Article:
Map #237 is probably fine.

    Also, you wrote:
    “there are more than 60 individuals who have announced (and more may still announce) that they are running in congressional races in the state”

    F*ck them all with a hockey stick. The voting rights of 12 million Pennsylvanians are at stake, which outweighs 60 candidates (who can still run in their new districts, or any district in the state).

    There are only 18 slots, so 2/3 of them weren’t going to win anyway.

    If the GOP legislature fails to come up with a map in time (trying to run out the clock), the PA Supreme Court can pick from the 500 maps they already have, and be done with it in a day.

    Jeff Greenburg-
    Other states have primaries in June, or later. This is not insurmountable problem. Democracy and fair elections are worth a little inconvenience. Patriots have died to protect our voting rights and democracy. Working the polls for a day can be endured.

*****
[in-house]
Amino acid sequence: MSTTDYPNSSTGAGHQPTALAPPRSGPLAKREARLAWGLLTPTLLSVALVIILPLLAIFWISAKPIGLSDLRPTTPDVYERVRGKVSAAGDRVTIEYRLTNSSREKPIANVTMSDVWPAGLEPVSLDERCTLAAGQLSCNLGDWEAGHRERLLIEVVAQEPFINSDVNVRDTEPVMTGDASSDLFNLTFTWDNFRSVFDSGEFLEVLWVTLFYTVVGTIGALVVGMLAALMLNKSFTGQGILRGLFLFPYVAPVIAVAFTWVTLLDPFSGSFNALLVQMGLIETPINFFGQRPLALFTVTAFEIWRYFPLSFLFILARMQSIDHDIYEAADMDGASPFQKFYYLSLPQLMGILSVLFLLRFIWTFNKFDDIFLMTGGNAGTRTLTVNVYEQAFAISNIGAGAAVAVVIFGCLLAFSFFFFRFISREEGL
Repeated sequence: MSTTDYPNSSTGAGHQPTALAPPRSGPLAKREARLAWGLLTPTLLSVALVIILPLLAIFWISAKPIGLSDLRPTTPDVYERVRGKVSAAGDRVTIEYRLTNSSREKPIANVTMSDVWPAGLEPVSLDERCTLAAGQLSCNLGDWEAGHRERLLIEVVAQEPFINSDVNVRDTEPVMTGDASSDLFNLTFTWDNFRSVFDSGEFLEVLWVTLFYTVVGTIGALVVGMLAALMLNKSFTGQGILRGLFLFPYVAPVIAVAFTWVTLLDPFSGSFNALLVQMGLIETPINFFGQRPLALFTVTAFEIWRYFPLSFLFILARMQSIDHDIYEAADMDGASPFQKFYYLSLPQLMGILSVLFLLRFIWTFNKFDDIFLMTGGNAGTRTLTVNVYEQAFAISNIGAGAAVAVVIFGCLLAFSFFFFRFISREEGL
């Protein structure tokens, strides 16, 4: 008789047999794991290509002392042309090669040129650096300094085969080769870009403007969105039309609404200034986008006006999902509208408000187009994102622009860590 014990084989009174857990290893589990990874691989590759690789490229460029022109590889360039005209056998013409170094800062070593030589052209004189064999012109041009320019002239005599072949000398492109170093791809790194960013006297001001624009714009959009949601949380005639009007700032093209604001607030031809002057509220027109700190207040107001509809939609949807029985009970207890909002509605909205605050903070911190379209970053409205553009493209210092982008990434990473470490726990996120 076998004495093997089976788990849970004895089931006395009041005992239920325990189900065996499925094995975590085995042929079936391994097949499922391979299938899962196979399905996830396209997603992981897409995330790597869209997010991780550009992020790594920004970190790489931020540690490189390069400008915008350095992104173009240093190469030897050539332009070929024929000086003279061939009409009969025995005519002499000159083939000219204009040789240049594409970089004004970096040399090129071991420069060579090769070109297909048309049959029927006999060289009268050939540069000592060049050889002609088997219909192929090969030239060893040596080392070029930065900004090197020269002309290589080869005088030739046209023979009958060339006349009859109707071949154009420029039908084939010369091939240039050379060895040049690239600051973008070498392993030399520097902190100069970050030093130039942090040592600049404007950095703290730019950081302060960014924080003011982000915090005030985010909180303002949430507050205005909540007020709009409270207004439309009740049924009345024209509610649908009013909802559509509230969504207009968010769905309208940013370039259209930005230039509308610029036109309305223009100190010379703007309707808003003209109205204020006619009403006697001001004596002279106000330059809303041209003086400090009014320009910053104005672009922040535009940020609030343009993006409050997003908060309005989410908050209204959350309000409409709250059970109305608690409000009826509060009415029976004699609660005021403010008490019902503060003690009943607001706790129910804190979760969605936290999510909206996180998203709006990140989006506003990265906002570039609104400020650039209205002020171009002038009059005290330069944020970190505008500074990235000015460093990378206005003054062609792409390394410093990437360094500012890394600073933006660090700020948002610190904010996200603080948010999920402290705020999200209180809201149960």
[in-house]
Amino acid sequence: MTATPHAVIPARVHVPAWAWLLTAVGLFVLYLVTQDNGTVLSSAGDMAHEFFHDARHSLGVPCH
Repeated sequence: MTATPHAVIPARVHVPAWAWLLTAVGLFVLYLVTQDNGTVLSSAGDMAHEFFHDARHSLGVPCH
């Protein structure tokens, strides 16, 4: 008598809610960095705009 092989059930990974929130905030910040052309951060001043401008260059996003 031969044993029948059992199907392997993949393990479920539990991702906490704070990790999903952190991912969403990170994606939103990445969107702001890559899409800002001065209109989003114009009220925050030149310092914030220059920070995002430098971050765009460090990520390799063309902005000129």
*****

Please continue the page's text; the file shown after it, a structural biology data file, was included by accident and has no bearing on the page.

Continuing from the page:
Reasonable Rep:
    PA State Constitution: Section II.17.h

    “If a preliminary, revised or final reapportionment plan is not filed by the commission within the time prescribed by this section, unless the time be extended by the Supreme Court for cause shown, the Supreme Court shall immediately proceed on its own motion to reapportion the Commonwealth.”

    Given the 2011 map has been declared unconstitutional, and a NEW time set, the Court can reapportion, if a constitutional map is not produced by the deadline.

    Also, note, that many constitutionally acceptable maps already exist for the GOP to select.